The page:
Retired Eastern Michigan University Professor Bob Duke says a key ally of President Lyndon Johnson has "slipped through the cracks" of history.
Duke, who has a PhD from Western Michigan University is the author of LBJ and Grassroots Federalism: Congressman Bob Poage, Race and Change in Texas. Duke says he wanted to write about how Johnson made things happen by working with member of Congress.
Duke says he focused on one place, Waco, Texas, to see how Johnson and Poage worked together to make government work for the citizens. Duke says both Johnson and Poage were products of Franklin Roosevelt's "New Deal." He says those programs were a partnership between federal and local governments. Duke says Johnson continued to operate that way in Congress and as President.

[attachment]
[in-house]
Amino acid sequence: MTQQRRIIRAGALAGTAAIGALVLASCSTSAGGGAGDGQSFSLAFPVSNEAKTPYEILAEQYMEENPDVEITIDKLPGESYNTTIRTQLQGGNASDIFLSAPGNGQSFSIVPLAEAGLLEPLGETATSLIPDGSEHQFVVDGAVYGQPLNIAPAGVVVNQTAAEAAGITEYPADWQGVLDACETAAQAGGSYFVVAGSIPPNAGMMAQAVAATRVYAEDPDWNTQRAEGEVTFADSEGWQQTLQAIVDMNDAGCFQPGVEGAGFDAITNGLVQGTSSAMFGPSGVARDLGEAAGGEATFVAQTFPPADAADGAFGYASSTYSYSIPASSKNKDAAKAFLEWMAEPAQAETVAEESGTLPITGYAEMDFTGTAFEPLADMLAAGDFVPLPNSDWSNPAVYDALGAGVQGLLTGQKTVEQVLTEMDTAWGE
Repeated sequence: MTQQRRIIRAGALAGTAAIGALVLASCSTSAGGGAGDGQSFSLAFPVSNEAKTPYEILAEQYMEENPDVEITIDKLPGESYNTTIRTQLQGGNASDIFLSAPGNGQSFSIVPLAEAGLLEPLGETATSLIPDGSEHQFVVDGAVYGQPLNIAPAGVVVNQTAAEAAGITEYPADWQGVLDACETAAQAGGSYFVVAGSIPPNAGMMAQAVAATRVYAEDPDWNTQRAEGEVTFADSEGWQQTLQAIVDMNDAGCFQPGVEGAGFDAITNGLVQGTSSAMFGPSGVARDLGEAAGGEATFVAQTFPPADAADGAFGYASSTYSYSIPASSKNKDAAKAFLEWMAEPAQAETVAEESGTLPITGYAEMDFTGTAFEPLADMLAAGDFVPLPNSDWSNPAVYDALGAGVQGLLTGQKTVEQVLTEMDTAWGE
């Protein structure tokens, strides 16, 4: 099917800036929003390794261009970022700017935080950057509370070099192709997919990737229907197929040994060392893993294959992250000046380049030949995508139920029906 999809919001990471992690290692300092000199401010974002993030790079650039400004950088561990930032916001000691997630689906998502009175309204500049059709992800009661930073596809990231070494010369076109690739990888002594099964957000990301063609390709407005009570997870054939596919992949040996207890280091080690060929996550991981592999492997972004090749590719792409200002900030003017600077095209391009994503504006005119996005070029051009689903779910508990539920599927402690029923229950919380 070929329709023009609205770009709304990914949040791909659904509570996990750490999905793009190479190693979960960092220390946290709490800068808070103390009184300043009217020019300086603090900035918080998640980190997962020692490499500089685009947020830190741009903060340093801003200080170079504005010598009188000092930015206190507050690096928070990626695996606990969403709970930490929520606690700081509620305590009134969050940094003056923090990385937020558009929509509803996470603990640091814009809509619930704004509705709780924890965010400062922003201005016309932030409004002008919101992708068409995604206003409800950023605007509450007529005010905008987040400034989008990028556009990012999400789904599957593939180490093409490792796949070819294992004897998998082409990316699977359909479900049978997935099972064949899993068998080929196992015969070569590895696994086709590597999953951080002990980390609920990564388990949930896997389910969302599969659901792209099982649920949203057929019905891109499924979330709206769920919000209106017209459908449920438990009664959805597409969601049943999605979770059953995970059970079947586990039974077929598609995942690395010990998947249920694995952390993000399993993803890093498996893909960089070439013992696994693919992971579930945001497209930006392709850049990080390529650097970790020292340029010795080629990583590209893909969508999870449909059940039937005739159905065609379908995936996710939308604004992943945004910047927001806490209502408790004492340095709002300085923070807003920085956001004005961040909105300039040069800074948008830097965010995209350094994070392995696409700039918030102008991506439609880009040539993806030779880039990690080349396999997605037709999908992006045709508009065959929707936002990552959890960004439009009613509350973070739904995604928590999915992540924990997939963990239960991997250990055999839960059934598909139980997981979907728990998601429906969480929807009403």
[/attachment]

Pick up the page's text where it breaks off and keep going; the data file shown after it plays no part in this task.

Poage long served as Chairman of the House Agriculture Committee and President Kennedy considered appointing him Secretary of Agriculture. But Duke says Poage remained a segregationist even as the country was changing, and Johnson was seeking support for civil rights legislation. Duke says the split over segregation caused divisions between Johnson and Poage.
Despite Johnson's reputation for persuading members of Congress, he never asked Poage to vote for the Civil Rights Act. Duke says as far as he can tell, Johnson didn't need Poage's vote in the House. So the President spent his time working on getting the votes needed in the Senate.
In addition to his book, Duke also wrote a song about Johnson and Poage. He performed it in our studio when he came in for his interview.